New TSA Screening Program: Agency Working to Enhance Pre-Flight Screening Practices

New TSA Screening Program: TSA Working to Enhance Pre-Flight Screening Practices

AP File

The Transportation Security Administration announced Thursday a pilot program to enhance the agency's pre-flight screening capabilities and expedite screening for trusted travelers.

"These improvements will enable our officers to focus their efforts on higher risk areas," TSA Administrator John Pistole said in the press release. "Enhancing identity-based screening is another common sense step in the right direction as we continue to strengthen overall security, and improve the passenger experience whenever possible."

The initiative, which is set to begin in the fall, will call upon partnerships with U.S. Customs and Border Protection and U.S. air carriers to test enhancements to pre-flight, identity-based screening procedures.

Those who can participate include certain frequent fliers and certain members of the Trusted Traveler programs like Global Entry, SENTRI and NEXUS that are American citizens. Participants could qualify for expedited screening at select U.S. airports.

That applies to: Trusted Travelers and Delta Air Lines frequent fliers taking a Delta flight at Hartsfield-Jackson Atlanta International and Detroit Metropolitan Wayne County and Trusted Travelers and American Airlines frequent fliers taking an American flight at Miami International and Dallas Fort Worth International.

It is anticipated that between 5,000 and 8,000 travelers will take part in the free, voluntary trial, said the Associated Press.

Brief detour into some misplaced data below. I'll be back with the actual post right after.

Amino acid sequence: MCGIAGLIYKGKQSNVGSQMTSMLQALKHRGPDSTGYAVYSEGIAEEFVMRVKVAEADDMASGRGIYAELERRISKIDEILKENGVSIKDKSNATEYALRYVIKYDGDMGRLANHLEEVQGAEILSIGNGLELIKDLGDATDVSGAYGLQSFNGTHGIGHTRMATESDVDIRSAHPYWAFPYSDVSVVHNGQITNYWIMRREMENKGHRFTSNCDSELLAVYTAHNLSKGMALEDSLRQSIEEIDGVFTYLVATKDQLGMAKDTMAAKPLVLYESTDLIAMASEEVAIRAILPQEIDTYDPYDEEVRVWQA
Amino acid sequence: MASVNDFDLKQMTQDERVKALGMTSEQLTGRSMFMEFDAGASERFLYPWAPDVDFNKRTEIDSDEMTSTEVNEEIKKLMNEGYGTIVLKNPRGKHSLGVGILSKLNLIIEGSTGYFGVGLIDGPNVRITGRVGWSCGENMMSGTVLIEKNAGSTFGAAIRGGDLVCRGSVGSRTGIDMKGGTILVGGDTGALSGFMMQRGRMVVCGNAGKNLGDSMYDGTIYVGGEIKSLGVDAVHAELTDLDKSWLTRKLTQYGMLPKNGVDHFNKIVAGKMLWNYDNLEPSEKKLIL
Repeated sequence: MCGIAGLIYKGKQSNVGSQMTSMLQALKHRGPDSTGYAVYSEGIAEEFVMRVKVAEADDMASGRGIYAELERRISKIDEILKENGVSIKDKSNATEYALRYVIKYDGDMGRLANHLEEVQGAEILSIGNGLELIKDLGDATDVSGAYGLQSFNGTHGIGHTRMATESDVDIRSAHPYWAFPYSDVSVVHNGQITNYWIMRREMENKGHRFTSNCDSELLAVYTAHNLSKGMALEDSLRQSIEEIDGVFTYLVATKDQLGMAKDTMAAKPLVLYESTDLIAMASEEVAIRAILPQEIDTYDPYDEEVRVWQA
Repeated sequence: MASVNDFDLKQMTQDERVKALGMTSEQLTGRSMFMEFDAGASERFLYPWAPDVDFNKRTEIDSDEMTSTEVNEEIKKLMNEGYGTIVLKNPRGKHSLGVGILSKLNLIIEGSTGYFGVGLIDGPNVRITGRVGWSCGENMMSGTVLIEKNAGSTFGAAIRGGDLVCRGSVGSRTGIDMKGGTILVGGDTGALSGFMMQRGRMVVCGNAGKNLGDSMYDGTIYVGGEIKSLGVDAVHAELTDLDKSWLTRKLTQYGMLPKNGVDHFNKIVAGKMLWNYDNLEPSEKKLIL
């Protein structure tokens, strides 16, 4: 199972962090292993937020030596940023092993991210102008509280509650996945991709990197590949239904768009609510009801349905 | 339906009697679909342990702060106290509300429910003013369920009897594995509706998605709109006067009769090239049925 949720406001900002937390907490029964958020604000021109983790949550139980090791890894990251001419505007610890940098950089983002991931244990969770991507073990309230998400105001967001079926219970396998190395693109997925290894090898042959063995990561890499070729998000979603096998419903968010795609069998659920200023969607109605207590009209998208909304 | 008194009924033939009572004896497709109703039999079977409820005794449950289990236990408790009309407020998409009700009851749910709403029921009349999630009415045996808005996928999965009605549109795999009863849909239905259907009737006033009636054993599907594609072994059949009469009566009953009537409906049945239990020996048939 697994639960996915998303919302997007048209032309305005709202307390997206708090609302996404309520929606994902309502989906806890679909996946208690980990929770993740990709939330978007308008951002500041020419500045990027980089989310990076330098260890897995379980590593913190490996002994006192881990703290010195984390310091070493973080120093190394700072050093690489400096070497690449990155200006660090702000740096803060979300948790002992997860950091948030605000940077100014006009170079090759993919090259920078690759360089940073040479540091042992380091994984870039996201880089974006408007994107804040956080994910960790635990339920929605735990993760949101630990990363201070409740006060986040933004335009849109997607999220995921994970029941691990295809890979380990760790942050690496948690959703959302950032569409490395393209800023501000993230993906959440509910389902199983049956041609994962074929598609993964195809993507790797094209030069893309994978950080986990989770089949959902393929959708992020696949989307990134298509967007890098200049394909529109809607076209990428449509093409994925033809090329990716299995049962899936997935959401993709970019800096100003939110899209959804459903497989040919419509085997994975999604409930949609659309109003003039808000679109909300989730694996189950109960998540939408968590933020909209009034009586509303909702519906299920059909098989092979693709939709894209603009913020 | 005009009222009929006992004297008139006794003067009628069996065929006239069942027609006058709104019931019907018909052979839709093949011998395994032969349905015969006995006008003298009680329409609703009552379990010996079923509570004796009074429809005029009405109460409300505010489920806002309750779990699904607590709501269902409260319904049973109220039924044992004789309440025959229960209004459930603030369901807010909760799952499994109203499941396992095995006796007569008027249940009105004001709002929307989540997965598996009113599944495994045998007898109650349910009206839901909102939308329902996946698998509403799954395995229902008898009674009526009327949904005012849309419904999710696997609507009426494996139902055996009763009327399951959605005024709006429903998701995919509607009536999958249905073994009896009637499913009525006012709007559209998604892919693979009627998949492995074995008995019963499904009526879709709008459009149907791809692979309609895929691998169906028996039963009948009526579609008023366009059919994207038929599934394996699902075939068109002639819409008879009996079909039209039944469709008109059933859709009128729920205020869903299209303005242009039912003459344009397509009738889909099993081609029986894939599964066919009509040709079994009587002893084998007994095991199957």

Plans are in the works to expand the program to other airports and include carriers United Airlines, Southwest, JetBlue, US Airways, Alaska Airlines, and Hawaiian Airlines.

However, Pistole does not want passengers to forget there are many layers to airport security. He told the media that the TSA will keep up with "random and unpredictable" security measures and that other efforts include "intelligence gathering and analysis, explosive-detection canine teams, federal air marshals, closed-circuit television monitoring and behavior detection officers," according to the release.

This new effort comes at a time when it seems the TSA just can't get a break.

It seems that not a day goes by without someone making news for speaking and acting out against what they see as unfair and invasive practices by the TSA. Former MTV-VJ Susie Castillo took to the internet to vent about not wanting to be radiated on by screening machines. A Tennessee mom was cuffed and thrown in jail for protesting the TSA's screening of her daughter this week. And, there was that Texas bill banning invasive patdowns that was shot down.

But, not everyone thinks the TSA's procedures are wrong. Whoopi Goldberg called TSA patdowns necessary.

Of course, Pistole continues to defend his agency's efforts, though he has also said the TSA would work to make patdowns less invasive and that there would be no more private screeners.

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